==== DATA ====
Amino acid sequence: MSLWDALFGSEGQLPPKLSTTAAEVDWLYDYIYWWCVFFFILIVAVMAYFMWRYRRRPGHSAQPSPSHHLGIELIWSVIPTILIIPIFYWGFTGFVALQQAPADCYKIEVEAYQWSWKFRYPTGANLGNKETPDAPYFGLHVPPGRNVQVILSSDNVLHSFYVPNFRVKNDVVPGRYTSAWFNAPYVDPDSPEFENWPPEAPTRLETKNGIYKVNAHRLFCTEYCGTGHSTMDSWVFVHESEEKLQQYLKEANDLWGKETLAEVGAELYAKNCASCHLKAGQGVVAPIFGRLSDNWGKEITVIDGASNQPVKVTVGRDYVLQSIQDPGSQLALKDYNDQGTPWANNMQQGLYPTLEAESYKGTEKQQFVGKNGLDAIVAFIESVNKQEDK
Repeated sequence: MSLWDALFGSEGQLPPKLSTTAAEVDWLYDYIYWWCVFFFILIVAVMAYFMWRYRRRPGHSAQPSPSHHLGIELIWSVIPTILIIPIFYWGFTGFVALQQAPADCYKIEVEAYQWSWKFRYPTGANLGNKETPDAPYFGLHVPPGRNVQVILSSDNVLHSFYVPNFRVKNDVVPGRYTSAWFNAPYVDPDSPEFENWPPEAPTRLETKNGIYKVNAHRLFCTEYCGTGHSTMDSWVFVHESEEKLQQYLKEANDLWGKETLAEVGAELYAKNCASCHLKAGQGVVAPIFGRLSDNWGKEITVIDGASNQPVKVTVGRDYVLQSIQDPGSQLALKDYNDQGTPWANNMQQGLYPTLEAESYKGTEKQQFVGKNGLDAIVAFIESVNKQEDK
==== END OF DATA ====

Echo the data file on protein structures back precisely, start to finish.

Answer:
Amino acid sequence: MSLWDALFGSEGQLPPKLSTTAAEVDWLYDYIYWWCVFFFILIVAVMAYFMWRYRRRPGHSAQPSPSHHLGIELIWSVIPTILIIPIFYWGFTGFVALQQAPADCYKIEVEAYQWSWKFRYPTGANLGNKETPDAPYFGLHVPPGRNVQVILSSDNVLHSFYVPNFRVKNDVVPGRYTSAWFNAPYVDPDSPEFENWPPEAPTRLETKNGIYKVNAHRLFCTEYCGTGHSTMDSWVFVHESEEKLQQYLKEANDLWGKETLAEVGAELYAKNCASCHLKAGQGVVAPIFGRLSDNWGKEITVIDGASNQPVKVTVGRDYVLQSIQDPGSQLALKDYNDQGTPWANNMQQGLYPTLEAESYKGTEKQQFVGKNGLDAIVAFIESVNKQEDK
Repeated sequence: MSLWDALFGSEGQLPPKLSTTAAEVDWLYDYIYWWCVFFFILIVAVMAYFMWRYRRRPGHSAQPSPSHHLGIELIWSVIPTILIIPIFYWGFTGFVALQQAPADCYKIEVEAYQWSWKFRYPTGANLGNKETPDAPYFGLHVPPGRNVQVILSSDNVLHSFYVPNFRVKNDVVPGRYTSAWFNAPYVDPDSPEFENWPPEAPTRLETKNGIYKVNAHRLFCTEYCGTGHSTMDSWVFVHESEEKLQQYLKEANDLWGKETLAEVGAELYAKNCASCHLKAGQGVVAPIFGRLSDNWGKEITVIDGASNQPVKVTVGRDYVLQSIQDPGSQLALKDYNDQGTPWANNMQQGLYPTLEAESYKGTEKQQFVGKNGLDAIVAFIESVNKQEDK